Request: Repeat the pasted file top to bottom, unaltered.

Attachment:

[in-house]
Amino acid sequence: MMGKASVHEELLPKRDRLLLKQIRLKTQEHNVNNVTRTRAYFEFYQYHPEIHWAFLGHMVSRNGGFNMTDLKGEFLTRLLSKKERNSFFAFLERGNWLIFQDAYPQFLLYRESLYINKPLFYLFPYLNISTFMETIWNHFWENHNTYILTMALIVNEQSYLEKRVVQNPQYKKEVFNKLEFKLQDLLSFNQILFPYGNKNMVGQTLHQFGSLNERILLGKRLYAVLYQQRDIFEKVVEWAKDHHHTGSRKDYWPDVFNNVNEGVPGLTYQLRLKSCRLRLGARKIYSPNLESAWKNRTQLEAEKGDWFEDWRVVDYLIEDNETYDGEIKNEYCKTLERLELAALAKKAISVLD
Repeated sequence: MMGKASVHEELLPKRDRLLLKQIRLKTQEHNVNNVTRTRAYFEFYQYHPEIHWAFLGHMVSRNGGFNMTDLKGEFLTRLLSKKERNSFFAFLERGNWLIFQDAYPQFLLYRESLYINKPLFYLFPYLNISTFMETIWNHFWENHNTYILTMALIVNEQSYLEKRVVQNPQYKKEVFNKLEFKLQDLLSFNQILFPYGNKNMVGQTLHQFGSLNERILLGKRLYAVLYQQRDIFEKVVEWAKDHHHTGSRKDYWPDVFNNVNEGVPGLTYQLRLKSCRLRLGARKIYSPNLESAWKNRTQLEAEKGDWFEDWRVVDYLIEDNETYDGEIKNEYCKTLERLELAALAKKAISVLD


[in-house]
Amino acid sequence: MMGKASVHEELLPKRDRLLLKQIRLKTQEHNVNNVTRTRAYFEFYQYHPEIHWAFLGHMVSRNGGFNMTDLKGEFLTRLLSKKERNSFFAFLERGNWLIFQDAYPQFLLYRESLYINKPLFYLFPYLNISTFMETIWNHFWENHNTYILTMALIVNEQSYLEKRVVQNPQYKKEVFNKLEFKLQDLLSFNQILFPYGNKNMVGQTLHQFGSLNERILLGKRLYAVLYQQRDIFEKVVEWAKDHHHTGSRKDYWPDVFNNVNEGVPGLTYQLRLKSCRLRLGARKIYSPNLESAWKNRTQLEAEKGDWFEDWRVVDYLIEDNETYDGEIKNEYCKTLERLELAALAKKAISVLD
Repeated sequence: MMGKASVHEELLPKRDRLLLKQIRLKTQEHNVNNVTRTRAYFEFYQYHPEIHWAFLGHMVSRNGGFNMTDLKGEFLTRLLSKKERNSFFAFLERGNWLIFQDAYPQFLLYRESLYINKPLFYLFPYLNISTFMETIWNHFWENHNTYILTMALIVNEQSYLEKRVVQNPQYKKEVFNKLEFKLQDLLSFNQILFPYGNKNMVGQTLHQFGSLNERILLGKRLYAVLYQQRDIFEKVVEWAKDHHHTGSRKDYWPDVFNNVNEGVPGLTYQLRLKSCRLRLGARKIYSPNLESAWKNRTQLEAEKGDWFEDWRVVDYLIEDNETYDGEIKNEYCKTLERLELAALAKKAISVLD